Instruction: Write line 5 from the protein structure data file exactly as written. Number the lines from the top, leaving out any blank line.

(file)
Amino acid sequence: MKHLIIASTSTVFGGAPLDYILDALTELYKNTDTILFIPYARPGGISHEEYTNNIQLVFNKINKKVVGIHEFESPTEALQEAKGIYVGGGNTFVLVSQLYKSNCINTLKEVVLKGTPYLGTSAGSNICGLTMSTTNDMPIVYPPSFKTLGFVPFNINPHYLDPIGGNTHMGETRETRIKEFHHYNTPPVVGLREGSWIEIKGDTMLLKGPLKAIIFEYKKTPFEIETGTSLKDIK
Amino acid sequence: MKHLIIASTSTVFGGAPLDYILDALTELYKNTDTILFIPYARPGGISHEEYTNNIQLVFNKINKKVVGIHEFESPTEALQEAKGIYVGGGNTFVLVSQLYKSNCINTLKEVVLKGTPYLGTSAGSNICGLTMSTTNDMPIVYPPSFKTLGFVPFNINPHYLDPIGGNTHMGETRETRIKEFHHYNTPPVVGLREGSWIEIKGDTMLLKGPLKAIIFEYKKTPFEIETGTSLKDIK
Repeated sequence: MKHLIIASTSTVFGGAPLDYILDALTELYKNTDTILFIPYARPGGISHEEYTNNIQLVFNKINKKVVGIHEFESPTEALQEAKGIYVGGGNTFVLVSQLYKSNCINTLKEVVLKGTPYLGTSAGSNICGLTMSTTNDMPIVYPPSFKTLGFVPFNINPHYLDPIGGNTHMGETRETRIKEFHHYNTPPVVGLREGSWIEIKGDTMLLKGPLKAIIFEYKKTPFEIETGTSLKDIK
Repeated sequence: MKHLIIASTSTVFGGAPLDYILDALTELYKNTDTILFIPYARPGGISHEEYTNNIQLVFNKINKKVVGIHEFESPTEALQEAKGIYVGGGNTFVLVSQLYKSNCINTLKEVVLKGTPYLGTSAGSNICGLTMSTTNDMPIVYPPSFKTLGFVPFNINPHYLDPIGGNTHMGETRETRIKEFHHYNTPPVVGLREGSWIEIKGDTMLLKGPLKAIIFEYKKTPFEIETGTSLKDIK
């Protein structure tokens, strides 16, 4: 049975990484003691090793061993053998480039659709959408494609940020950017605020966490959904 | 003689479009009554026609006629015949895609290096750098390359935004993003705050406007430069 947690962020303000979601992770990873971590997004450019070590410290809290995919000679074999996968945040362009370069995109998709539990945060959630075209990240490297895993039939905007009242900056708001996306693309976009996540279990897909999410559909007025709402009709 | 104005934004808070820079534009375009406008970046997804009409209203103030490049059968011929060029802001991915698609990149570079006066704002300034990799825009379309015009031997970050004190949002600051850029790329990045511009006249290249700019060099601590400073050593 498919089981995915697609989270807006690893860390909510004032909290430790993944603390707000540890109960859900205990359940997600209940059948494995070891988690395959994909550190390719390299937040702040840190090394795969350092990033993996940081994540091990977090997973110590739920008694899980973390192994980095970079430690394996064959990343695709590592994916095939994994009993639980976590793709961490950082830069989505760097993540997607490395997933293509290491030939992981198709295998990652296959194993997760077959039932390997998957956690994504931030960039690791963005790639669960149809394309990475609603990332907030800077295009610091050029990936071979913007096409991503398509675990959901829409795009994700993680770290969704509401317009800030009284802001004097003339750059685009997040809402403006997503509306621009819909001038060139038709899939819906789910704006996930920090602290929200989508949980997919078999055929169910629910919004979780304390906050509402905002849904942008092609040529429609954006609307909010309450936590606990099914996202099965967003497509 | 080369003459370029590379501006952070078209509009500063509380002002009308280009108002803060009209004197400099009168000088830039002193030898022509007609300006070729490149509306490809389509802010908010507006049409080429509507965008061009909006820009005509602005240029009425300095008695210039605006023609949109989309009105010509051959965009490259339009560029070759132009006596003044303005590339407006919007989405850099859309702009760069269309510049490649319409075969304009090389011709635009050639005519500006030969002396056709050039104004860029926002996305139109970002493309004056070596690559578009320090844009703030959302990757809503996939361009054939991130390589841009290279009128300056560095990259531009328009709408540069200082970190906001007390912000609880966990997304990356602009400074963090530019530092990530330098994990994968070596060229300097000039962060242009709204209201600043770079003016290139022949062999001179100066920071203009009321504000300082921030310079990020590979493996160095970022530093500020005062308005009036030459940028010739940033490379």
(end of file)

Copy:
């Protein structure tokens, strides 16, 4: 049975990484003691090793061993053998480039659709959408494609940020950017605020966490959904 | 003689479009009554026609006629015949895609290096750098390359935004993003705050406007430069 947690962020303000979601992770990873971590997004450019070590410290809290995919000679074999996968945040362009370069995109998709539990945060959630075209990240490297895993039939905007009242900056708001996306693309976009996540279990897909999410559909007025709402009709 | 104005934004808070820079534009375009406008970046997804009409209203103030490049059968011929060029802001991915698609990149570079006066704002300034990799825009379309015009031997970050004190949002600051850029790329990045511009006249290249700019060099601590400073050593 498919089981995915697609989270807006690893860390909510004032909290430790993944603390707000540890109960859900205990359940997600209940059948494995070891988690395959994909550190390719390299937040702040840190090394795969350092990033993996940081994540091990977090997973110590739920008694899980973390192994980095970079430690394996064959990343695709590592994916095939994994009993639980976590793709961490950082830069989505760097993540997607490395997933293509290491030939992981198709295998990652296959194993997760077959039932390997998957956690994504931030960039690791963005790639669960149809394309990475609603990332907030800077295009610091050029990936071979913007096409991503398509675990959901829409795009994700993680770290969704509401317009800030009284802001004097003339750059685009997040809402403006997503509306621009819909001038060139038709899939819906789910704006996930920090602290929200989508949980997919078999055929169910629910919004979780304390906050509402905002849904942008092609040529429609954006609307909010309450936590606990099914996202099965967003497509 | 080369003459370029590379501006952070078209509009500063509380002002009308280009108002803060009209004197400099009168000088830039002193030898022509007609300006070729490149509306490809389509802010908010507006049409080429509507965008061009909006820009005509602005240029009425300095008695210039605006023609949109989309009105010509051959965009490259339009560029070759132009006596003044303005590339407006919007989405850099859309702009760069269309510049490649319409075969304009090389011709635009050639005519500006030969002396056709050039104004860029926002996305139109970002493309004056070596690559578009320090844009703030959302990757809503996939361009054939991130390589841009290279009128300056560095990259531009328009709408540069200082970190906001007390912000609880966990997304990356602009400074963090530019530092990530330098994990994968070596060229300097000039962060242009709204209201600043770079003016290139022949062999001179100066920071203009009321504000300082921030310079990020590979493996160095970022530093500020005062308005009036030459940028010739940033490379």